We were craving something new. Spice and excitement, bright colors and intoxicating scents. So we headed to Morocco, flying from Rome to Fez, admiring the peaks below from 10,000 feet above.
Stepping into the medina in Fez was like stepping back in time. A winding, hilly labyrinth of narrow streets enveloped us, pulling us into the wild rhythm of street shops, stray cats, hustlers and the stench of the tanneries. Fez is a sensory heaven or hell, depending on your view. Sticky sweets omit enticing aromas, countered by the buzz of flies hovered over every cart. The streets are dusty and cool, interrupted by patches of intense sunlight and stifling heat. Rugs, scarves, slippers, jewelry and ceramics of every shape and color line the shops, blending together with each turn, always accompanied with “for you good price.” Children scamper in all directions, donkeys click over cobblestones, carrying heaps of goods, Arabic music blasts from the windows and the call to prayer resounds through every nook. Luckily, sensory overload was exactly what we wanted, and we made our way through the streets, narrower with every turn, in awe of secret passageways and tiny doors guarded with rusted hamsas, meant to ward against the evil eye.
We snapped endless photos, debated over candleholders, and agonized over whether or not to buy a rug. We didn’t buy, but that didn’t stop the salesman from trying his hardest. “If you buy or don’t buy it doesn’t matter,” he said, like everyone else we’d come across. “You don’t buy a carpet every day. A carpet is for life.” One after another he laid them out before us, making a show of spreading them on the ground. “For you sister, good price.”
Scrambling through the medina, we came to a dead end and ran into a young man who looked about our age. ‘Wait!’ he said when we turned around. “I have a view panoramic!” We were hesitant, but these are the stories travel is made of, so we followed him into his home. As has always been my (perhaps lucky) experience, he was kind, and showed us to his roof, where the panoramic view of the city was stunning. We said goodbye and found a small square for mint tea and some of the flakiest, most delicious coconut cookies I’ve ever tasted.
Next, the spice souq and food market. Bright, beautiful fresh fruit piled high, laid out on the dirt floor, or assembled on a makeshift table, tarps tenting against the sun overhead. Live chickens, dead chickens, warm eggs, even rabbits. Massive canisters of coffee beans next to red and yellow powders and soft, plump dates.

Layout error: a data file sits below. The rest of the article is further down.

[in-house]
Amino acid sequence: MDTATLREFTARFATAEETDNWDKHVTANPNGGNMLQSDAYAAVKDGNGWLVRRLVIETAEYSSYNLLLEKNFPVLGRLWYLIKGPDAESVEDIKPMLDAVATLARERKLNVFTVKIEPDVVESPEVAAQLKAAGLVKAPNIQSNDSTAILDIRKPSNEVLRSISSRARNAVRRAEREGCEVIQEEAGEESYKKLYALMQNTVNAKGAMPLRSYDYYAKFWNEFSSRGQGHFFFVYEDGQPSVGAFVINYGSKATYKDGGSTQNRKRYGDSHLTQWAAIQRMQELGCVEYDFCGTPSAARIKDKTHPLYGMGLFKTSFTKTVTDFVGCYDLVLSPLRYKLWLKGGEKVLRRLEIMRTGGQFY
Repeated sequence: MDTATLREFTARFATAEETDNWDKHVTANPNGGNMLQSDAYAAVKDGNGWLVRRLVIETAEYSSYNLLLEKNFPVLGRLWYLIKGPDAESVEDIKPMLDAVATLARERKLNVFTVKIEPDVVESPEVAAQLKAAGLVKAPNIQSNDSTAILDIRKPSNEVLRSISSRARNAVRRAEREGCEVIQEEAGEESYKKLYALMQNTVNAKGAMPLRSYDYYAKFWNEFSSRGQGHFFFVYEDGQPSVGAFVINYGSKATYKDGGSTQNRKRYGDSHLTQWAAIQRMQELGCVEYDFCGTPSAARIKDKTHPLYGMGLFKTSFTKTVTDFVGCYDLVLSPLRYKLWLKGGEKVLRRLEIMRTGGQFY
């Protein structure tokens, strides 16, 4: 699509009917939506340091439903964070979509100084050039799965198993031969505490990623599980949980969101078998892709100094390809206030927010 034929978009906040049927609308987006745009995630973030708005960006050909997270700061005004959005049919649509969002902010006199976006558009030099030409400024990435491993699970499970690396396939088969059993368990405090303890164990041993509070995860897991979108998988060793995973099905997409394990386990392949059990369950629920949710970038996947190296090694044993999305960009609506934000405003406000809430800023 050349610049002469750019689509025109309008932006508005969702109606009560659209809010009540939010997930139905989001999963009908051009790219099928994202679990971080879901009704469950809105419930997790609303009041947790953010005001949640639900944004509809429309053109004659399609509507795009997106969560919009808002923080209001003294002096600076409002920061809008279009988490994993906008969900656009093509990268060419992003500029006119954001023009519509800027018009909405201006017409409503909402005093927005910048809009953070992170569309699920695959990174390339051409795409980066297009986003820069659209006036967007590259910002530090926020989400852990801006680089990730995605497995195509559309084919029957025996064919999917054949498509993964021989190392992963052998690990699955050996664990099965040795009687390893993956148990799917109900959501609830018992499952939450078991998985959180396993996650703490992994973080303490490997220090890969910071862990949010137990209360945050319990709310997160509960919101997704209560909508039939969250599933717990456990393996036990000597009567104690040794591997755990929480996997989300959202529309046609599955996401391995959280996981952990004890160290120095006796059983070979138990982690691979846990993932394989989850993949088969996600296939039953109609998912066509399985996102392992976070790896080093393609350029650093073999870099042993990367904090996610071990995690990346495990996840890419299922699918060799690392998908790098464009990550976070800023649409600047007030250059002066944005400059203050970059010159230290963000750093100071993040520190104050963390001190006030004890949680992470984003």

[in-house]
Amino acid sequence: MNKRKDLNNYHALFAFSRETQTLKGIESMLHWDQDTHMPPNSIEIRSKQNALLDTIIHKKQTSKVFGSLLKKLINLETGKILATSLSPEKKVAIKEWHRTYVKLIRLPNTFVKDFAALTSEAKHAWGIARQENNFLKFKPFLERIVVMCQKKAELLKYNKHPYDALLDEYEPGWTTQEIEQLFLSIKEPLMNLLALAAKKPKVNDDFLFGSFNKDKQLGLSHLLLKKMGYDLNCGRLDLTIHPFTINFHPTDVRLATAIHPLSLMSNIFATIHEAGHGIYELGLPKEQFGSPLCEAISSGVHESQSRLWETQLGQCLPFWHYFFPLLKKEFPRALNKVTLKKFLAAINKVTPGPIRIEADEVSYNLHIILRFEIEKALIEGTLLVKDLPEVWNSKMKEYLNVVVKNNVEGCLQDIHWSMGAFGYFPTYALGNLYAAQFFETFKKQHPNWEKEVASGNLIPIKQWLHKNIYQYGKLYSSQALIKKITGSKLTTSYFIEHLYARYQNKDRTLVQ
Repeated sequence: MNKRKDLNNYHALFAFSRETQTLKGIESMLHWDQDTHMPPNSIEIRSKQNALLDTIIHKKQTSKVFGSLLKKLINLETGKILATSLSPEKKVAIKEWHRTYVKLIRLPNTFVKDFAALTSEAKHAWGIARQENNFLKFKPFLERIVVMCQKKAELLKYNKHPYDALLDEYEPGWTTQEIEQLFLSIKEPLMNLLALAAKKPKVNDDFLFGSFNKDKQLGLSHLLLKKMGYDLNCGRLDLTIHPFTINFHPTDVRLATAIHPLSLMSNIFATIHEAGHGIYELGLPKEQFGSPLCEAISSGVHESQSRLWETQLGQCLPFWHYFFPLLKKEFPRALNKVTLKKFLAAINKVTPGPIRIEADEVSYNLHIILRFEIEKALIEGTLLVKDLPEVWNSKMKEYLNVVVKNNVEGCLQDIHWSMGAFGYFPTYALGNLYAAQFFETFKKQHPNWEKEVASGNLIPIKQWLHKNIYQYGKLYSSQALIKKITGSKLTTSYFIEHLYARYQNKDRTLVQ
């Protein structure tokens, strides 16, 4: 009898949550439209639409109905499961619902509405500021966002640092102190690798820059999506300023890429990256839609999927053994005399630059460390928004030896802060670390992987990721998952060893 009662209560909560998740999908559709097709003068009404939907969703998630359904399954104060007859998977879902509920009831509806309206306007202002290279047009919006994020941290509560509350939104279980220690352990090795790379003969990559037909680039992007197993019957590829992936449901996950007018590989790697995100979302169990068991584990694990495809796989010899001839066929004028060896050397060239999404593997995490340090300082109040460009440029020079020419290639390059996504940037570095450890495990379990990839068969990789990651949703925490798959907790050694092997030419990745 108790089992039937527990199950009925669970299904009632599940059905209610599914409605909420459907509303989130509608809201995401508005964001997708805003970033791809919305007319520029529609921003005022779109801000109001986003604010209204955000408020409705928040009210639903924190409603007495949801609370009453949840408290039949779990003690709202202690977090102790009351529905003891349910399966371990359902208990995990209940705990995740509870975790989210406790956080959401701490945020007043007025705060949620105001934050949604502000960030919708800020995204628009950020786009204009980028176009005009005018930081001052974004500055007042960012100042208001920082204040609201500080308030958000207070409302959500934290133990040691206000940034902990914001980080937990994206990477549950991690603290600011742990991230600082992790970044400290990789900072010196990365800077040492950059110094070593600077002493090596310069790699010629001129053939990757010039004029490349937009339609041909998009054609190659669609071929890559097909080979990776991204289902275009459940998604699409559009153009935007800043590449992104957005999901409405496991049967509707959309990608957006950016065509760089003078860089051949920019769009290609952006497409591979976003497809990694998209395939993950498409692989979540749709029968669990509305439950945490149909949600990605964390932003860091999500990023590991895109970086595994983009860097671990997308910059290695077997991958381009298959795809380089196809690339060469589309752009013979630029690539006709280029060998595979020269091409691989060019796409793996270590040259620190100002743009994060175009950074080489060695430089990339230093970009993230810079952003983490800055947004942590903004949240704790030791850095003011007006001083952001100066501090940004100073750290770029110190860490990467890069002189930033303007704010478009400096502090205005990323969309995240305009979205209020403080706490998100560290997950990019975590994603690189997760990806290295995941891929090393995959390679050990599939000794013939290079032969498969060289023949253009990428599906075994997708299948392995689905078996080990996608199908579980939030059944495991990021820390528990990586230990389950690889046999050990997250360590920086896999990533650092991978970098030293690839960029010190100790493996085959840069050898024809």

We found peace at the Bou Inania Medersa, a quiet enclave of ancient stone and swirling calligraphy. Inside, the sounds of the medina were hushed, thousands of white and blue tiles adding to the sense of calm.
We wound and wound our way through the Medina, knowing all roads lead to the Kairoyuine Mosque, it’s glimmering, turquoise minaret guiding us through the maze.
After dark, Fes was another story. The magic was replaced with an eerie quiet and complete darkness, and getting lost seemed much more plausible.
We stayed in for dinner, at our guesthouse Dar Seffarine. The house is run by a very sweet family, with spectacular rooftop views and an excellent kitchen staff. We stuffed ourselves with beghrir, a spongy, addicting bread, fresh oranges, yogurt and more mint tea then you can imagine.
Mohammad, a member of the hotel staff, sat with us at breakfast one morning and gave us his opinion of the city. “People, donkeys, tourists. That is Fez,” he said with a grin, his deep brown eyes twinkling under impossibly long lashes. He told us his dreams of travel, and the limitations caused by not being able to attain a visa. (“Because I am single and have no money,” he explained).
“Working at the hotel is a kind of education for me,” he said, recounting exchanges he’s had with people from around the world. I was most interested in his philosophy on becoming a man. He told us there are three things you need, “History, language and religion.” History to know where you came from, language because it’s the gateway to your culture, and religion because it’s your base.
We left Fes with aching legs and swirling thoughts, and boarded a bus to Chefchaouen, our Morocco adventure only just beginning.